Kae Petrin | St. Louis Public Radio

Kae Petrin

The Loop Trolley drew a crowd of people hoping to catch a ride on its last day Sunday.
Evie Hemphill | St. Louis Public Radio

Over the past 13 months, the Loop Trolley regularly traveled a 2.2-mile route from the Missouri History Museum to the Delmar Loop and back again several days each week. But on Sunday afternoon, it made its final few laps along those tracks — at least for now — before going out of service due to funding problems.

St. Louis on the Air connected with people who were gathered at the history museum stop that day to bid the trolley farewell, many of them hoping to ride it for the first and potentially last time.

And while the trolley struggled to attract robust ridership over the course of its months in operation, it faced a different challenge on its last day: There were so many would-be riders that some were turned away. In addition, only one of the two operating trolley vehicles was in service Sunday, and it encountered technical issues that caused significant delays on its final trip.

Comedian Rhea Butcher will perform at the Ready Room this Sunday evening.
Rhea Butcher

L.A.-based comedian and podcaster Rhea Butcher is well aware that there are some bad things going on in today’s world. But the focus of Butcher’s current “Good Things Comedy Tour” lies elsewhere: with the good stuff.

“To only look at the bad would be to give in to the bad, I feel like, in these times,” the Midwest native told St. Louis Public Radio’s Kae Petrin in a conversation that aired during Wednesday’s St. Louis on the Air. “And so to have a good time, or to spend time in goodness and having fun and being kind and being joyous and happy, is not to ignore the bad things. It’s actually a form of self-care and growth and invigoration to take care of each other, I’ve found.”

That’s the kind of vibe that eventgoers of all ages can expect at the Ready Room this Sunday. Butcher will perform at the venue in St. Louis’ Grove neighborhood at 8 p.m. that evening.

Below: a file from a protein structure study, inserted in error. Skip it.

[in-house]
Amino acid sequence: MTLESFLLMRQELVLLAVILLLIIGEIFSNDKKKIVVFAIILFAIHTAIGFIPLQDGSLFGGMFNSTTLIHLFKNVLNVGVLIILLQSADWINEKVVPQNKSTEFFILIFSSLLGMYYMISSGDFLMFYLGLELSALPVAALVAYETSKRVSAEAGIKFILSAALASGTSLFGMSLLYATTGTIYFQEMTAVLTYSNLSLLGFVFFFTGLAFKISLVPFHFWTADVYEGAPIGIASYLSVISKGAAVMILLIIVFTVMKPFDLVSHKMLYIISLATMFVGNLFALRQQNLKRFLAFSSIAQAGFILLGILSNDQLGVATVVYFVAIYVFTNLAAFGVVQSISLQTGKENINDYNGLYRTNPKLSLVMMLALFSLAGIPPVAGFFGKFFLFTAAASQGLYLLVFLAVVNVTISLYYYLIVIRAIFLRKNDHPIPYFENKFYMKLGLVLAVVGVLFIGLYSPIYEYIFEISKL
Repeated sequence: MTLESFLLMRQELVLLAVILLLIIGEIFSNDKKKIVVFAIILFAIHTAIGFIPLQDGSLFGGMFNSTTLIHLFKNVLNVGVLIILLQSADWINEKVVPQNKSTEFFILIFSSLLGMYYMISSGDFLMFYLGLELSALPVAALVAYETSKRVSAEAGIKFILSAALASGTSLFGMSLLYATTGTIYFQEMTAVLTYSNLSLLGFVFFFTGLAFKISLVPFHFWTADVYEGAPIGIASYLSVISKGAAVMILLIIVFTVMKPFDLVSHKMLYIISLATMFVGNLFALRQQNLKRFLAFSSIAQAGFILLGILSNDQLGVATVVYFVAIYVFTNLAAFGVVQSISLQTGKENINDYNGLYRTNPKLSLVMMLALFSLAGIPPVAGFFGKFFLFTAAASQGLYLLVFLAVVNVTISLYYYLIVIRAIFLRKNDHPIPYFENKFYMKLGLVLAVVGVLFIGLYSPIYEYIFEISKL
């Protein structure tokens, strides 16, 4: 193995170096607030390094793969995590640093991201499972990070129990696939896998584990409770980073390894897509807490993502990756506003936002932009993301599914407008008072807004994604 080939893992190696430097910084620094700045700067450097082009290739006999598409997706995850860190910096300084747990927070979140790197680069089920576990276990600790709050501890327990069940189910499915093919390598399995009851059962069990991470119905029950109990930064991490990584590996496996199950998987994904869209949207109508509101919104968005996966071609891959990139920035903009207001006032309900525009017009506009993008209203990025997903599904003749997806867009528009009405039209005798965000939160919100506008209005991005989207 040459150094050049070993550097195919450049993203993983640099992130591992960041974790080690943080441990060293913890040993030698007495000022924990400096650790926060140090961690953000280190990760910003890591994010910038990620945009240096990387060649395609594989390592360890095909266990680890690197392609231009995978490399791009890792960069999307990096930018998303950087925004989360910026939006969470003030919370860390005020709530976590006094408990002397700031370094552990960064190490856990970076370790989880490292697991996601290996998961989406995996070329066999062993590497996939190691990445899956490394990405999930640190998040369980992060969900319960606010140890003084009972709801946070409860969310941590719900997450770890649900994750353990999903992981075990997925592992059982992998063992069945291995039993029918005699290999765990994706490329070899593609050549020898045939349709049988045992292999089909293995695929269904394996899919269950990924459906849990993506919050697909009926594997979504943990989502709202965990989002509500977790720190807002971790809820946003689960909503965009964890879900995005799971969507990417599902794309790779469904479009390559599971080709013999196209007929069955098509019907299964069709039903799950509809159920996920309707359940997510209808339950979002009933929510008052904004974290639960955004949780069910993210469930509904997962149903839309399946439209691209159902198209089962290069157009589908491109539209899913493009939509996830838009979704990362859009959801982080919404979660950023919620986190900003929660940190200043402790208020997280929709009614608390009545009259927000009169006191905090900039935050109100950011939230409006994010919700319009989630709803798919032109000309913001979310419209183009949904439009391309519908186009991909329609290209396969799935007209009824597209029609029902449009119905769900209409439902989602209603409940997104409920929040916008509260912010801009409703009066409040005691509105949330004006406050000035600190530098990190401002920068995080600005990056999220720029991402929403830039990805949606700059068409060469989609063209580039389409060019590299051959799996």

From left, Catina Wilson and Kae Petrin joined Thursday's segment on transit-related challenges in the St. Louis region.
Evie Hemphill | St. Louis Public Radio

Thousands of people in the St. Louis region depend on Metro Transit’s 83 total MetroBus routes and 46 miles of MetroLink tracks to get where they need to go every day. But on Monday, many of those transit users were left waiting at their usual stops for many minutes, some even for hours, as expected public transportation vehicles did not arrive.

The transit agency cited a driver shortage early Monday as the cause of the delays, putting out a statement that read, in part, “Due to an unusually high number of MetroBus operators already calling off work and declining to work extra assignments, we anticipate that we will not be in position to deliver the normally high quality service the region has come to expect every day.”

On Thursday’s St. Louis on the Air, host Sarah Fenske heard from riders who ran into snags on Monday – and also talked with Catina Wilson, vice president of Amalgamated Transit Union Local 788, and St. Louis Public Radio digital reporter Kae Petrin.

Tan France is visiting St. Louis for the first time on Saturday, when he discusses "Naturally Tan" at St. Louis County Library headquarters.
Marcus MacDonald

Tan France is best known for his role as fashion expert on the hit Netflix series “Queer Eye,” where he and the rest of “the Fab 5” transform people’s lives – and bridge social divides – with inspiring lifestyle makeovers.

Now France has a brand-new memoir out titled “Naturally Tan.” St. Louis Public Radio’s Kae Petrin discussed it with France during Tuesday’s St. Louis on the Air ahead of France’s sold-out event this weekend at St. Louis County Library headquarters.

Kae Petrin | St. Louis Public Radio

The month of May is National Bike Month, and St. Louis just launched a bike-share initiative, with two companies – LimeBike and Ofo – now operating dockless systems in the region.

On Tuesday’s St. Louis on the Air, host Don Marsh led a conversation on the topic of bike safety in light of the recent arrival of the bright yellow and green bikes around town and the presence of more cyclists in general on local streets as temperatures climb.